Jesus Christ in His leadership was a servant-leader. As a leader, He did not sit back and have the disciples do the hard work. He did the hard work and the disciples only helped out! He taught them that a good leader is the one who serves his people not the one who burdens them while he sits down and watches. In Mark 10: 42-45, Jesus says: “You know that those who are regarded as rulers of the Gentiles lord it over them, and their high officials exercise authority over them. Not so with you. Instead, whoever wants to become great among you must be your servant, and whoever wants to be first must be slave of all. For even the Son of Man did not come to be served, but to serve, and to give his life as a ransom for many”. From this passage, Jesus Christ “defined greatness as being a servant and being first as becoming a slave”. When Jesus taught about servanthood and suffering, His intention was not merely to encourage good behaviour but He wanted to impart the spirit of servanthood, the sense of personal commitment and identity. He says in Luke 22:27, “For who is greater, the one who is at the table or the one who serves? Is it not the one who is at the table? But I am among you as one who serves”.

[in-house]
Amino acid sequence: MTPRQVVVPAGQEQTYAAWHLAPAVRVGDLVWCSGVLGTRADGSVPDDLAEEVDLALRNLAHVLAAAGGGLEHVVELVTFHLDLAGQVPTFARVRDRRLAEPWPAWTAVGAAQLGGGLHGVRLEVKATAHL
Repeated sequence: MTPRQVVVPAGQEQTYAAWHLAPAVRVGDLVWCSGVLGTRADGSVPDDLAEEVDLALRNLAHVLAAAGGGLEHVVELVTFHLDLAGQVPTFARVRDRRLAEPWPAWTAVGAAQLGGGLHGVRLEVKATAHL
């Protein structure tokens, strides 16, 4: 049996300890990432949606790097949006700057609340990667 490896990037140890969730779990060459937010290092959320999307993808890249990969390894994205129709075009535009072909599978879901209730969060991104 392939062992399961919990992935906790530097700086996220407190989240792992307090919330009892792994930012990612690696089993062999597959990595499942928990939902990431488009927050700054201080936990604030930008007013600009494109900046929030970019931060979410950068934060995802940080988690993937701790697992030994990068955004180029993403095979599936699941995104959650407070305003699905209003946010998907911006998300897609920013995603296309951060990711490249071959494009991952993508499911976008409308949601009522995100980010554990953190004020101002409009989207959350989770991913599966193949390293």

As a servant, Jesus depended on God in everything that He did. He was God, with godly powers, but He only used His power as God the Father directed Him. He knew what it meant to submit as He submitted to God the Father. “. . . the Son can do nothing by himself; He can only do what He sees His Father doing . . .”, John 5:19.